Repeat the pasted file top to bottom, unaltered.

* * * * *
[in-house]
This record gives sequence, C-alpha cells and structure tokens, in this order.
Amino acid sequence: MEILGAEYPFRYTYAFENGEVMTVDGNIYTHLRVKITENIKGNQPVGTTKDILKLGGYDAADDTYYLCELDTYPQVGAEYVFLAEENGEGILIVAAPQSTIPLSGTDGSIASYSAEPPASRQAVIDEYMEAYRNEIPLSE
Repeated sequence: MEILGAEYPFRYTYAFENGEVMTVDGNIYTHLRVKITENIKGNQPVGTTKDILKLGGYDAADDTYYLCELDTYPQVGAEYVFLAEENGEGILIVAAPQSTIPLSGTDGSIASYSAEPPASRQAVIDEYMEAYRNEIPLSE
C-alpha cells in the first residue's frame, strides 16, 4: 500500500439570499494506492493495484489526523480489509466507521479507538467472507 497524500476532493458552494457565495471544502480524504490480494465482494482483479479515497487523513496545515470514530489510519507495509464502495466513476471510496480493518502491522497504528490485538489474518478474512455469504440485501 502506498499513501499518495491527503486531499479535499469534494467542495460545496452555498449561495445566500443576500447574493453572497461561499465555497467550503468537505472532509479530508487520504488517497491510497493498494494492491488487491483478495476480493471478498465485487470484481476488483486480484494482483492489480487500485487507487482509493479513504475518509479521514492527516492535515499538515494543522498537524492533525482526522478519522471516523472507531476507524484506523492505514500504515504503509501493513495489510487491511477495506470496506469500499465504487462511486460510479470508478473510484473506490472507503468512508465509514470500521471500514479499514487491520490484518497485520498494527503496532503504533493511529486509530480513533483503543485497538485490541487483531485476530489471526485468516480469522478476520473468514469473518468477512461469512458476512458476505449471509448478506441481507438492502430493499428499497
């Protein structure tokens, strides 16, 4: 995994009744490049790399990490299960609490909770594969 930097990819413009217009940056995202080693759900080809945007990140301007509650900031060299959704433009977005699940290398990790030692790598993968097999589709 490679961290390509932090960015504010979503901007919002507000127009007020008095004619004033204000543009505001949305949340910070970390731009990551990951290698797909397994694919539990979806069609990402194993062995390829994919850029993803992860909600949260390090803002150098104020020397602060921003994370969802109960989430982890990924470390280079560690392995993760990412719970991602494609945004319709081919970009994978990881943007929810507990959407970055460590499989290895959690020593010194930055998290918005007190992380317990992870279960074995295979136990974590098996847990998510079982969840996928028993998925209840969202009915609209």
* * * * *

[in-house]
This record gives sequence, C-alpha cells and structure tokens, in this order.
Amino acid sequence: MEILGAEYPFRYTYAFENGEVMTVDGNIYTHLRVKITENIKGNQPVGTTKDILKLGGYDAADDTYYLCELDTYPQVGAEYVFLAEENGEGILIVAAPQSTIPLSGTDGSIASYSAEPPASRQAVIDEYMEAYRNEIPLSE
Repeated sequence: MEILGAEYPFRYTYAFENGEVMTVDGNIYTHLRVKITENIKGNQPVGTTKDILKLGGYDAADDTYYLCELDTYPQVGAEYVFLAEENGEGILIVAAPQSTIPLSGTDGSIASYSAEPPASRQAVIDEYMEAYRNEIPLSE
C-alpha cells in the first residue's frame, strides 16, 4: 500500500439570499494506492493495484489526523480489509466507521479507538467472507 497524500476532493458552494457565495471544502480524504490480494465482494482483479479515497487523513496545515470514530489510519507495509464502495466513476471510496480493518502491522497504528490485538489474518478474512455469504440485501 502506498499513501499518495491527503486531499479535499469534494467542495460545496452555498449561495445566500443576500447574493453572497461561499465555497467550503468537505472532509479530508487520504488517497491510497493498494494492491488487491483478495476480493471478498465485487470484481476488483486480484494482483492489480487500485487507487482509493479513504475518509479521514492527516492535515499538515494543522498537524492533525482526522478519522471516523472507531476507524484506523492505514500504515504503509501493513495489510487491511477495506470496506469500499465504487462511486460510479470508478473510484473506490472507503468512508465509514470500521471500514479499514487491520490484518497485520498494527503496532503504533493511529486509530480513533483503543485497538485490541487483531485476530489471526485468516480469522478476520473468514469473518468477512461469512458476512458476505449471509448478506441481507438492502430493499428499497
């Protein structure tokens, strides 16, 4: 995994009744490049790399990490299960609490909770594969 930097990819413009217009940056995202080693759900080809945007990140301007509650900031060299959704433009977005699940290398990790030692790598993968097999589709 490679961290390509932090960015504010979503901007919002507000127009007020008095004619004033204000543009505001949305949340910070970390731009990551990951290698797909397994694919539990979806069609990402194993062995390829994919850029993803992860909600949260390090803002150098104020020397602060921003994370969802109960989430982890990924470390280079560690392995993760990412719970991602494609945004319709081919970009994978990881943007929810507990959407970055460590499989290895959690020593010194930055998290918005007190992380317990992870279960074995295979136990974590098996847990998510079982969840996928028993998925209840969202009915609209």